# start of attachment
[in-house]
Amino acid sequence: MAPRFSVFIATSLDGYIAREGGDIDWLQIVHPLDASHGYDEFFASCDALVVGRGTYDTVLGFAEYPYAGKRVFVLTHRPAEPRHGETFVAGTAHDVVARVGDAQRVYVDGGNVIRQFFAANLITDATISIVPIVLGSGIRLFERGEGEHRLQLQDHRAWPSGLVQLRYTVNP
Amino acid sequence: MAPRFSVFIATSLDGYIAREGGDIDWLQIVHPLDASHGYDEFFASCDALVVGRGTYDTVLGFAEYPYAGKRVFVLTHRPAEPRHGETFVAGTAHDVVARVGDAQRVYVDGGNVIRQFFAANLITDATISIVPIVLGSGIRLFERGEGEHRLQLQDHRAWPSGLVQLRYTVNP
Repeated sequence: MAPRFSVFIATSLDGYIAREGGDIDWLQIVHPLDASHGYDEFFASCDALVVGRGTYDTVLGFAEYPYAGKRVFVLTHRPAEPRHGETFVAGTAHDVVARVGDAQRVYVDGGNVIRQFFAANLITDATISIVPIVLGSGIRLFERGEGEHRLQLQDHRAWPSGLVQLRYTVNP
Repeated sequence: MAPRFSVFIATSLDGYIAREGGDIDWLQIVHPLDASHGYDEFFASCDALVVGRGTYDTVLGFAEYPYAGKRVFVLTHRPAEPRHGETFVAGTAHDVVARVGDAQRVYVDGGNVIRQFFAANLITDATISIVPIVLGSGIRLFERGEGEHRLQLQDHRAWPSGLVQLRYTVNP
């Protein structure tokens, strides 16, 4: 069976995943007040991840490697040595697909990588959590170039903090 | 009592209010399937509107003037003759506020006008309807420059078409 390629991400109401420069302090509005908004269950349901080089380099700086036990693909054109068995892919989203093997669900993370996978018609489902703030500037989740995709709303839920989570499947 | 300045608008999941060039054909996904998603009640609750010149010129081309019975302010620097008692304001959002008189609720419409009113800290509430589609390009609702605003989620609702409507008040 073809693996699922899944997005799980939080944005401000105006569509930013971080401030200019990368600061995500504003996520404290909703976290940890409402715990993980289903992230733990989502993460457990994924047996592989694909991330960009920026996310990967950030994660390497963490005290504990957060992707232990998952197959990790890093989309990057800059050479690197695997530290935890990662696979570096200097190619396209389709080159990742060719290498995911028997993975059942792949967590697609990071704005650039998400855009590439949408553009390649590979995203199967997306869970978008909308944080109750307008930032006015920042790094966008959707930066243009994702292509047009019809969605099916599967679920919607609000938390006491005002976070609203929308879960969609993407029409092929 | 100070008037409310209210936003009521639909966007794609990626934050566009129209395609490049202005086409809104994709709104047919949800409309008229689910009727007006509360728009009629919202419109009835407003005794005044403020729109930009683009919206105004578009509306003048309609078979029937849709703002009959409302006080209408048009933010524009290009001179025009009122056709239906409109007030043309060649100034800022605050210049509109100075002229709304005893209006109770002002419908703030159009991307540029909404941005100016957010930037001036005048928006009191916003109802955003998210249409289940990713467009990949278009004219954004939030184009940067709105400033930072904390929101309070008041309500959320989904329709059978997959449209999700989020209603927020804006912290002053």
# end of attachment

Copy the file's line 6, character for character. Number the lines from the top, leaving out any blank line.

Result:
């Protein structure tokens, strides 16, 4: 069976995943007040991840490697040595697909990588959590170039903090 | 009592209010399937509107003037003759506020006008309807420059078409 390629991400109401420069302090509005908004269950349901080089380099700086036990693909054109068995892919989203093997669900993370996978018609489902703030500037989740995709709303839920989570499947 | 300045608008999941060039054909996904998603009640609750010149010129081309019975302010620097008692304001959002008189609720419409009113800290509430589609390009609702605003989620609702409507008040 073809693996699922899944997005799980939080944005401000105006569509930013971080401030200019990368600061995500504003996520404290909703976290940890409402715990993980289903992230733990989502993460457990994924047996592989694909991330960009920026996310990967950030994660390497963490005290504990957060992707232990998952197959990790890093989309990057800059050479690197695997530290935890990662696979570096200097190619396209389709080159990742060719290498995911028997993975059942792949967590697609990071704005650039998400855009590439949408553009390649590979995203199967997306869970978008909308944080109750307008930032006015920042790094966008959707930066243009994702292509047009019809969605099916599967679920919607609000938390006491005002976070609203929308879960969609993407029409092929 | 100070008037409310209210936003009521639909966007794609990626934050566009129209395609490049202005086409809104994709709104047919949800409309008229689910009727007006509360728009009629919202419109009835407003005794005044403020729109930009683009919206105004578009509306003048309609078979029937849709703002009959409302006080209408048009933010524009290009001179025009009122056709239906409109007030043309060649100034800022605050210049509109100075002229709304005893209006109770002002419908703030159009991307540029909404941005100016957010930037001036005048928006009191916003109802955003998210249409289940990713467009990949278009004219954004939030184009940067709105400033930072904390929101309070008041309500959320989904329709059978997959449209999700989020209603927020804006912290002053």